Talking to TOI, State Rice Miller Association president, Yogesh Agarwal said that as per government policy, two months custom milling was mandatory in Nov last, which barred the sale of rice made through private custom milling units during this period. However, the government modified the policy last week back and has extended the mandatory period to six months, which would hit the rice millers financially, he said.
Asserting that this was not acceptable to the Association, Yogesh said if the government does not revert to it's old policy, they would be forced to go on an indefinite strike. According to the Secretary of the of the Association, Pramod Jain in last fiscal, 5 lakh tons of paddy was damaged due to improper storage facilities and government was pressurizing them now to use the same for custom milling.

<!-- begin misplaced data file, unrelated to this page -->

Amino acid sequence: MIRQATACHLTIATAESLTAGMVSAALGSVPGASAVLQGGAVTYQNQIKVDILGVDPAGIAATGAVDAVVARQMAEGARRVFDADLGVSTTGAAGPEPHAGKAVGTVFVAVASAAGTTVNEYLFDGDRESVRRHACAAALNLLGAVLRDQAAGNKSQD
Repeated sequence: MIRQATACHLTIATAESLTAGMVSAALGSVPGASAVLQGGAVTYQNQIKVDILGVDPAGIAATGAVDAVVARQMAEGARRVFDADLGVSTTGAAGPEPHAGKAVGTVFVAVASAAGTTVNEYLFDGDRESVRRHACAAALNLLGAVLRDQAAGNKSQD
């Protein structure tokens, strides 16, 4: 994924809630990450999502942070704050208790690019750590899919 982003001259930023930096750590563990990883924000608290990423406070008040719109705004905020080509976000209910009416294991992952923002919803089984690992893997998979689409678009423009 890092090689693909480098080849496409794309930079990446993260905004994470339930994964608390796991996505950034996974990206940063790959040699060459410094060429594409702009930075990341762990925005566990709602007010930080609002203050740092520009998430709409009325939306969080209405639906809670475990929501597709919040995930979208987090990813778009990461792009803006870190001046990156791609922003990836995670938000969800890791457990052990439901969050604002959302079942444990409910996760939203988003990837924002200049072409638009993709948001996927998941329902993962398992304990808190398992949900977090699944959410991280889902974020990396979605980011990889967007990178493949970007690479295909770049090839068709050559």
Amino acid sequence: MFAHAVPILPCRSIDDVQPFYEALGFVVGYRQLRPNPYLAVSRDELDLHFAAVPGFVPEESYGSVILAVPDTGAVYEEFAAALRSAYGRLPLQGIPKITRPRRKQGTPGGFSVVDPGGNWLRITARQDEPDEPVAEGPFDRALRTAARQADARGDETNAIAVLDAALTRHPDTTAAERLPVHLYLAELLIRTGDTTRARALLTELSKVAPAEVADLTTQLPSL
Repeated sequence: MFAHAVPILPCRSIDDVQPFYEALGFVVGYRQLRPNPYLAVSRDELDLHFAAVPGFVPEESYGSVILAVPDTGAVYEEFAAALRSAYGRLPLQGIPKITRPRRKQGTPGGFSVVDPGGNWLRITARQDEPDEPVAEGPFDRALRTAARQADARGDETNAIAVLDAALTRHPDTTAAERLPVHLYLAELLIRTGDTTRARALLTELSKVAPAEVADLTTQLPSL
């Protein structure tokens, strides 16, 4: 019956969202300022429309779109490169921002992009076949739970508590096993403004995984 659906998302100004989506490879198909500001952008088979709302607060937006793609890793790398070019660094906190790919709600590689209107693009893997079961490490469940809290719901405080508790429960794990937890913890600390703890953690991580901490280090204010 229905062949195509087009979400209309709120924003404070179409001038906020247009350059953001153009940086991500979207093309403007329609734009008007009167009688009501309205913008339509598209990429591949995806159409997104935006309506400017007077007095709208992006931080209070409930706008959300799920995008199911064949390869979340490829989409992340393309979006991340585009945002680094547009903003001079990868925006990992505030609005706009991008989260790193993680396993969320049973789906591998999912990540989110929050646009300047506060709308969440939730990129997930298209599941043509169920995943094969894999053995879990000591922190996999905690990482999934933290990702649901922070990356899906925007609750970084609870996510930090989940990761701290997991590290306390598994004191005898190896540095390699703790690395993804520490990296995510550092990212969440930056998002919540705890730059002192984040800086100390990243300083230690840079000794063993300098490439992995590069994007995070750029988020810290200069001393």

"They expect us to provide superior quality of rice from damaged paddy", he said adding that wasn't possible. He also alleged that the FCI had not paid over Rs six crore of transportation charges for 2012-13 and state government was not doing anything about it, he said.
However, officials in food and civil supplies department said that we have sent the paddy for test milling and only if the product meets the criteria, custom milling would be undertaken.
When contacted, Principal Secretary, Food and Civil Supplies, Vikas Sheel, said he had not received any notice of indefinite strike so far from the association. However, he was candid in saying that the government would not succumb to any pressure tactics. "It will be their loss, not our", he said adding that rice millers in the state were being paid Rs 35 per quintal (including Rs 10 received from the centre), as compared to only Rs 10 in other states.
Officials in food and civil supplies department claimed that the strike would not impact any of the government's social welfare schemes. "We have enough stocks to fulfil our commitment of Rs 1 per kg of rice for the next six months", they said.